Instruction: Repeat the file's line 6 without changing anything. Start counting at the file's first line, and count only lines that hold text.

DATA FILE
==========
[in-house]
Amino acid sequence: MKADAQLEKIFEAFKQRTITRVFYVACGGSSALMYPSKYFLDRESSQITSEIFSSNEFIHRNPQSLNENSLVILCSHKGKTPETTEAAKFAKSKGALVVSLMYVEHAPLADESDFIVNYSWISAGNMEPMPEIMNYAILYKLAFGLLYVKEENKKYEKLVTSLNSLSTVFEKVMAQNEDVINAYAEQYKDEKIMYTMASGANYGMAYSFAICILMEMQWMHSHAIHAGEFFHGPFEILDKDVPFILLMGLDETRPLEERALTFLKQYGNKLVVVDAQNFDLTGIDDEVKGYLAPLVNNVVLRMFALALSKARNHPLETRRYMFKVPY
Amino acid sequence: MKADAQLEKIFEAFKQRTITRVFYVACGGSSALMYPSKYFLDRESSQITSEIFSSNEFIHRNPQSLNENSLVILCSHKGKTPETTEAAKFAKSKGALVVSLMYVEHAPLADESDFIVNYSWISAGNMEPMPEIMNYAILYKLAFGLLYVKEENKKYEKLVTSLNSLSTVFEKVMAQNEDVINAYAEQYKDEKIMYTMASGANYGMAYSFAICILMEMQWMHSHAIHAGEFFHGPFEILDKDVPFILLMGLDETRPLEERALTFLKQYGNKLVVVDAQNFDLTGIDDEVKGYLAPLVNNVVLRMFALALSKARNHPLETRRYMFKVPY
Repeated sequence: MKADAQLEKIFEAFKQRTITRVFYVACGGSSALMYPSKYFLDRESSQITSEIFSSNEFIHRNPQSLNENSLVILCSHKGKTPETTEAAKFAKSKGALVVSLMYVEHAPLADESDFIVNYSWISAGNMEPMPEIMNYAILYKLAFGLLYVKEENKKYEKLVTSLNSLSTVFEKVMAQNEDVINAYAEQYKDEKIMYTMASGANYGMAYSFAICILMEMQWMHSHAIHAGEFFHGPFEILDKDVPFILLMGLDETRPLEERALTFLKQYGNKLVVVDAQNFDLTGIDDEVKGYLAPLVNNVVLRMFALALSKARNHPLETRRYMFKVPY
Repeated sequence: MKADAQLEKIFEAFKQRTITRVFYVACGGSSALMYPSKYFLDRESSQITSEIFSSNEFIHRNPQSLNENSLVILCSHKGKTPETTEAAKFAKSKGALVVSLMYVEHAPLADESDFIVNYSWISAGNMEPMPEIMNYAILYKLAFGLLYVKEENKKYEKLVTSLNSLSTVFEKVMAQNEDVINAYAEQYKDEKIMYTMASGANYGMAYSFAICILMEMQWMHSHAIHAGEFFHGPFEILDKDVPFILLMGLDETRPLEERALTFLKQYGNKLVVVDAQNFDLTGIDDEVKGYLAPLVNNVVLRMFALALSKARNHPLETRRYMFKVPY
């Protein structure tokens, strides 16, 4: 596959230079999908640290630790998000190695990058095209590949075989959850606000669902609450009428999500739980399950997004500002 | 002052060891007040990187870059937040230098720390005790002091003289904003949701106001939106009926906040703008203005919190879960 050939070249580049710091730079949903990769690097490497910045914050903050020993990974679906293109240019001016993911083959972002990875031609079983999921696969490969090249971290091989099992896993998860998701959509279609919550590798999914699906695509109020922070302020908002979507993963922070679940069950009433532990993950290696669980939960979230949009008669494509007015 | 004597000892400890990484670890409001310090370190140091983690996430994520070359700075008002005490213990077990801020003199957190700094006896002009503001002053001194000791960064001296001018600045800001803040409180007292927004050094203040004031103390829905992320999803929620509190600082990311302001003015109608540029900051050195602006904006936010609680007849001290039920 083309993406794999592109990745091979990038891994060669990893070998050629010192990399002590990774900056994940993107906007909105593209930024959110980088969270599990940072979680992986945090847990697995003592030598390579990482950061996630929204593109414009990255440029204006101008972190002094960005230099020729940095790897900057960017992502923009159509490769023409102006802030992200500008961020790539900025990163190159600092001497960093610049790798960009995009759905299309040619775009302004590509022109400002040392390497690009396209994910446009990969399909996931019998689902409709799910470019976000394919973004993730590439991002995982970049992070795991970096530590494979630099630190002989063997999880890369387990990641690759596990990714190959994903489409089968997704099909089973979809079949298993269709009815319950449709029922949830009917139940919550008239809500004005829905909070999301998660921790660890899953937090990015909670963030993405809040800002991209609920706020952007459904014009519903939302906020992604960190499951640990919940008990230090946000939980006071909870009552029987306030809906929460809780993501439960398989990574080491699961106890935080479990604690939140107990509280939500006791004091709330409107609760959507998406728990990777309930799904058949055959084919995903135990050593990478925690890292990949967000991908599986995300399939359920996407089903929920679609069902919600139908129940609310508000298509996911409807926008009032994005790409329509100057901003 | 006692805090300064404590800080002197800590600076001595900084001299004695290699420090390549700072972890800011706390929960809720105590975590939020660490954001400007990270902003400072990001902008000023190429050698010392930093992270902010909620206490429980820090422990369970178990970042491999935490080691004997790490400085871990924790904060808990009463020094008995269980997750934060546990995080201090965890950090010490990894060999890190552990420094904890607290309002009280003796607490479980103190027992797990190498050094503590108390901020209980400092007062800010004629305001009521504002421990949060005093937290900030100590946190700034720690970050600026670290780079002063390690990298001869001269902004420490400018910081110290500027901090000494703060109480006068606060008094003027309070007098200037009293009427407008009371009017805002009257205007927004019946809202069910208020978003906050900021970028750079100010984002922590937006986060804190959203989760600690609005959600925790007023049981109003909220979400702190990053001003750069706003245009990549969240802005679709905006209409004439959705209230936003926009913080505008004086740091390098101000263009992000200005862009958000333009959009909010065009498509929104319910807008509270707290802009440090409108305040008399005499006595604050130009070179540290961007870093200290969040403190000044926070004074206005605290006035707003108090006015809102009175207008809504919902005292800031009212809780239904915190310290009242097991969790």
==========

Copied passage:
């Protein structure tokens, strides 16, 4: 596959230079999908640290630790998000190695990058095209590949075989959850606000669902609450009428999500739980399950997004500002 | 002052060891007040990187870059937040230098720390005790002091003289904003949701106001939106009926906040703008203005919190879960 050939070249580049710091730079949903990769690097490497910045914050903050020993990974679906293109240019001016993911083959972002990875031609079983999921696969490969090249971290091989099992896993998860998701959509279609919550590798999914699906695509109020922070302020908002979507993963922070679940069950009433532990993950290696669980939960979230949009008669494509007015 | 004597000892400890990484670890409001310090370190140091983690996430994520070359700075008002005490213990077990801020003199957190700094006896002009503001002053001194000791960064001296001018600045800001803040409180007292927004050094203040004031103390829905992320999803929620509190600082990311302001003015109608540029900051050195602006904006936010609680007849001290039920 083309993406794999592109990745091979990038891994060669990893070998050629010192990399002590990774900056994940993107906007909105593209930024959110980088969270599990940072979680992986945090847990697995003592030598390579990482950061996630929204593109414009990255440029204006101008972190002094960005230099020729940095790897900057960017992502923009159509490769023409102006802030992200500008961020790539900025990163190159600092001497960093610049790798960009995009759905299309040619775009302004590509022109400002040392390497690009396209994910446009990969399909996931019998689902409709799910470019976000394919973004993730590439991002995982970049992070795991970096530590494979630099630190002989063997999880890369387990990641690759596990990714190959994903489409089968997704099909089973979809079949298993269709009815319950449709029922949830009917139940919550008239809500004005829905909070999301998660921790660890899953937090990015909670963030993405809040800002991209609920706020952007459904014009519903939302906020992604960190499951640990919940008990230090946000939980006071909870009552029987306030809906929460809780993501439960398989990574080491699961106890935080479990604690939140107990509280939500006791004091709330409107609760959507998406728990990777309930799904058949055959084919995903135990050593990478925690890292990949967000991908599986995300399939359920996407089903929920679609069902919600139908129940609310508000298509996911409807926008009032994005790409329509100057901003 | 006692805090300064404590800080002197800590600076001595900084001299004695290699420090390549700072972890800011706390929960809720105590975590939020660490954001400007990270902003400072990001902008000023190429050698010392930093992270902010909620206490429980820090422990369970178990970042491999935490080691004997790490400085871990924790904060808990009463020094008995269980997750934060546990995080201090965890950090010490990894060999890190552990420094904890607290309002009280003796607490479980103190027992797990190498050094503590108390901020209980400092007062800010004629305001009521504002421990949060005093937290900030100590946190700034720690970050600026670290780079002063390690990298001869001269902004420490400018910081110290500027901090000494703060109480006068606060008094003027309070007098200037009293009427407008009371009017805002009257205007927004019946809202069910208020978003906050900021970028750079100010984002922590937006986060804190959203989760600690609005959600925790007023049981109003909220979400702190990053001003750069706003245009990549969240802005679709905006209409004439959705209230936003926009913080505008004086740091390098101000263009992000200005862009958000333009959009909010065009498509929104319910807008509270707290802009440090409108305040008399005499006595604050130009070179540290961007870093200290969040403190000044926070004074206005605290006035707003108090006015809102009175207008809504919902005292800031009212809780239904915190310290009242097991969790």